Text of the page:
Have you been spotting more spiders around your home lately? Well, there’s a good reason for that. It turns out that some species of the creepy crawlies are no longer fearful of light, according to new research.
The conclusion was met after scientists at the University of Regensburg, Germany, recently studied eggs from the urban and rural Steatoda triangulosa spider. Also known as False Widow Spider, the particular species is commonly found in the south of Europe but has become more prevalent within the UK.
They found that those who hatched in the cities or towns were more likely to spin their webs near to light sources than rural spiders who still stuck to dark environments. But why exactly is that?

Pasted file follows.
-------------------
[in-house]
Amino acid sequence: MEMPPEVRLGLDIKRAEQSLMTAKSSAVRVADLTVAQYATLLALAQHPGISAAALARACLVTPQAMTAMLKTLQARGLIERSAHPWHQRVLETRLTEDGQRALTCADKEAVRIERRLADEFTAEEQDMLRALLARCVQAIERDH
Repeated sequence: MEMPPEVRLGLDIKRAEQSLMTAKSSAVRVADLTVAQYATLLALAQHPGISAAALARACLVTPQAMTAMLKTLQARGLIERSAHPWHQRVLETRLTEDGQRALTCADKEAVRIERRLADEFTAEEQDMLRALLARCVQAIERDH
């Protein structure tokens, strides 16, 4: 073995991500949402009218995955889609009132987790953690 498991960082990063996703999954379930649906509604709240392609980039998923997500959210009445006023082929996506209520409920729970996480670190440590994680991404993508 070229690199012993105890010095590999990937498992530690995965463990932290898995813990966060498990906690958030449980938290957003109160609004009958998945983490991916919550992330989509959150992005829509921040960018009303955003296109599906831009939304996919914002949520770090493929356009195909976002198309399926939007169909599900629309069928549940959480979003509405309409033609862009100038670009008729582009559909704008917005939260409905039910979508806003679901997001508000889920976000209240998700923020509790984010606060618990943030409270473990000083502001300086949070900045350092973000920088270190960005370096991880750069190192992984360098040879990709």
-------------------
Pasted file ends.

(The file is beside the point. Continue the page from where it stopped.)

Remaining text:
Dr Tomer Czaczkes, a biologist who led the study, explains that the shift is probably evolutionary as household spider species adapt to their surroundings as they are forced to source food, like moths, in our illuminated environments.
To conduct the study, the researchers collected spider eggs across Germany, France and Italy. They then separated the hatchlings into two groups: one group was exposed to light and the other was kept in the dark.
Explaining the findings, biologist Ana María Bastidas-Urrutia, who is the study’s co-author, told journal The Science of Nature: ‘We found that rural spiderlings avoided the light side and liked building their webs in the dark. The urban spiderlings really didn’t care where they built their webs. The light didn’t seem to bother them.’
So, what do you do if you’ve got a crippling phobia of spiders? Experts say the answer is never to kill them. Instead, ask a friend, relative or anybody around to kindly remove the creator (perhaps with a piece of paper or a glass) and release it outside.